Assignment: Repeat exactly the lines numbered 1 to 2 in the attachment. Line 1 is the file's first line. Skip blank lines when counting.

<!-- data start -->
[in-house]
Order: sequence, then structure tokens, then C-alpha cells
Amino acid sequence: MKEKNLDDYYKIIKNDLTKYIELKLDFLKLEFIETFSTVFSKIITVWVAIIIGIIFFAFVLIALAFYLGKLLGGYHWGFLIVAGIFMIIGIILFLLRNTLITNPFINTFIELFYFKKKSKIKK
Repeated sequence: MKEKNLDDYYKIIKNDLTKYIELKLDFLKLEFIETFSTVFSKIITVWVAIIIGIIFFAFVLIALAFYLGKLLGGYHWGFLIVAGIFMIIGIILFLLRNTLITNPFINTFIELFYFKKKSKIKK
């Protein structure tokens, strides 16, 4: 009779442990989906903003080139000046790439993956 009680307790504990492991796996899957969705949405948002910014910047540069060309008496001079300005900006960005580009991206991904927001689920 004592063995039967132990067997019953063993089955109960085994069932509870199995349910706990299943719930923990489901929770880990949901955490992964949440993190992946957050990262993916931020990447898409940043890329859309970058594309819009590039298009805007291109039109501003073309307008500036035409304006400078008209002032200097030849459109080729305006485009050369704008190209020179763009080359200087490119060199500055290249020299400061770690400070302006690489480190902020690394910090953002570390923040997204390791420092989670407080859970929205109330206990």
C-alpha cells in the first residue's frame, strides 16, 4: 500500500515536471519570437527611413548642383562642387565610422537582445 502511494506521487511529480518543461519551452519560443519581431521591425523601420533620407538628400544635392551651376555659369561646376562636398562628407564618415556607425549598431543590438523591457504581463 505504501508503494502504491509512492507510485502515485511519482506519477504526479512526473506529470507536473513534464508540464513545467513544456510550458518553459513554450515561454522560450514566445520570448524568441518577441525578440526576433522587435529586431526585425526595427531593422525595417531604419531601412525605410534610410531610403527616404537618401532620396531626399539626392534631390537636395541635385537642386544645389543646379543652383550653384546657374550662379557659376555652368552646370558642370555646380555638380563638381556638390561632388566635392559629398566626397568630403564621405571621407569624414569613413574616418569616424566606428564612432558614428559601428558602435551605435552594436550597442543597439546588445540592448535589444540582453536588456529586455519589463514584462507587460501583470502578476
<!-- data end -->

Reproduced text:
[in-house]
Order: sequence, then structure tokens, then C-alpha cells